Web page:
Voters in Estonia are voting in parliamentary elections that highlight differences between the center-left coalition now in power and a pro-Kremlin opposition party backed mainly by ethnic Russians.
Prime Minister Taavi Roivas is expected to hold on to power on March 1, with opinion polls released on February 28 forecasting his centrist Reform Party with 26 percent compared to 22 percent for the pro-Kremlin Estonian Center Party.
Earlier polls suggested the Center Party had a narrow lead, with support from 97 percent of Estonia's Russian-speaking minority, which makes up a quarter of the population.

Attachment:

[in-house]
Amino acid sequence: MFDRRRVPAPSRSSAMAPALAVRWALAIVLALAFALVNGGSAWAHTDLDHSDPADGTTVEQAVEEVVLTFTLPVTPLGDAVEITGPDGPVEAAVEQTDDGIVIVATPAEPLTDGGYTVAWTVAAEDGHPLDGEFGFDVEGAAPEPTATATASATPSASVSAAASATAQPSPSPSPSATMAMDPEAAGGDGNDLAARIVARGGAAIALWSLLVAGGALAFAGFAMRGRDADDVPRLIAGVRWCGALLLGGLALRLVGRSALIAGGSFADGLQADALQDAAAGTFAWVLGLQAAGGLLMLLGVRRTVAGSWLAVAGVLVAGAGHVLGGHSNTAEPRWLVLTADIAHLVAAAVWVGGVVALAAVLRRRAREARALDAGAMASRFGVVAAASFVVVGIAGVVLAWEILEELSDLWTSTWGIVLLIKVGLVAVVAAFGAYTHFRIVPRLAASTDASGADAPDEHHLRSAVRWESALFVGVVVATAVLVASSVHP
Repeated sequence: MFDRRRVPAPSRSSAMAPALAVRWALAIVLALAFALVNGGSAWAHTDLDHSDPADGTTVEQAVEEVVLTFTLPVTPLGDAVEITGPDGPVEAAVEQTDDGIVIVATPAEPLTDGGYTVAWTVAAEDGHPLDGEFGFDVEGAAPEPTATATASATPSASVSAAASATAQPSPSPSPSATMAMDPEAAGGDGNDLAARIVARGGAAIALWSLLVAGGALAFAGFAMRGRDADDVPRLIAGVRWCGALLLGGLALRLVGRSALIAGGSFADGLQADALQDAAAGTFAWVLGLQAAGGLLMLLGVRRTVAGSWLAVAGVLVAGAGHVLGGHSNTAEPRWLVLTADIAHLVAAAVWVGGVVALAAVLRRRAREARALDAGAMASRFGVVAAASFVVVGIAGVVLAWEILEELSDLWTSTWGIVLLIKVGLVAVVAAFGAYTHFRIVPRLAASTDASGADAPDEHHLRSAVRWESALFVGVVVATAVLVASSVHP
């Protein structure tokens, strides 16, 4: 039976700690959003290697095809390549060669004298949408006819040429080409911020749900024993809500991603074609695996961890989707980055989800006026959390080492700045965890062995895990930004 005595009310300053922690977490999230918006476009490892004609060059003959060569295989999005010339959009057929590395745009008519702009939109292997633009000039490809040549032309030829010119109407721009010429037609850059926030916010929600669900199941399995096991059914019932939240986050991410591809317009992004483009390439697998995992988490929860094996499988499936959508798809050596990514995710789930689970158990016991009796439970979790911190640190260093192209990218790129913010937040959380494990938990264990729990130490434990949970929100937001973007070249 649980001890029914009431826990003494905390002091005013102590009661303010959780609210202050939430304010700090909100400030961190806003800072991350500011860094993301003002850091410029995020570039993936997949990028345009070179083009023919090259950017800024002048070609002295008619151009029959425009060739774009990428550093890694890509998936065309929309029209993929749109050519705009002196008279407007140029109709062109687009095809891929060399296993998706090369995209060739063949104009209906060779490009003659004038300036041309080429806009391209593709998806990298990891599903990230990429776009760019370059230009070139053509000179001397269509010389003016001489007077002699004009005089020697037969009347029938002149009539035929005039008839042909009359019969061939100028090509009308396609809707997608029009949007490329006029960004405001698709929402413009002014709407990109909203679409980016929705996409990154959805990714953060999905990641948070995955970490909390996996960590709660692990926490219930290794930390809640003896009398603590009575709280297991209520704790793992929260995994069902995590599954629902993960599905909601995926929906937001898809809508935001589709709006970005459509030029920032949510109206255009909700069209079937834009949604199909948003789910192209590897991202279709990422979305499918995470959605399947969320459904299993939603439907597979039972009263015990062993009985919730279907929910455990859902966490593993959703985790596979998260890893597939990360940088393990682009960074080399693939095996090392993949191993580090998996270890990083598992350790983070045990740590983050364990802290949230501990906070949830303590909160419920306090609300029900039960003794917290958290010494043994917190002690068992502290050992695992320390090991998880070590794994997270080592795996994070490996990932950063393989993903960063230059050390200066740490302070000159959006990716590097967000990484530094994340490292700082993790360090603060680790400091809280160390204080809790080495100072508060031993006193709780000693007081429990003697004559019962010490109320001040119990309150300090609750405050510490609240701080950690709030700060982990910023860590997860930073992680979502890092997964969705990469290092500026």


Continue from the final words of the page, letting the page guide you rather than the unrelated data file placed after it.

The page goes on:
But Center lacks potential coalition partners after its leader, Tallinn Mayor Edgar Savisaar, last year pledged his support for Russia's annexation of Crimea from Ukraine.
The latest opinion polls suggested the Social Democrats would win about 19 percent of the vote and the conservative IRL taking about 16 percent.
Six smaller parties are trying to cross the 5 percent threshold to secure party representation in the 101-seat parliament.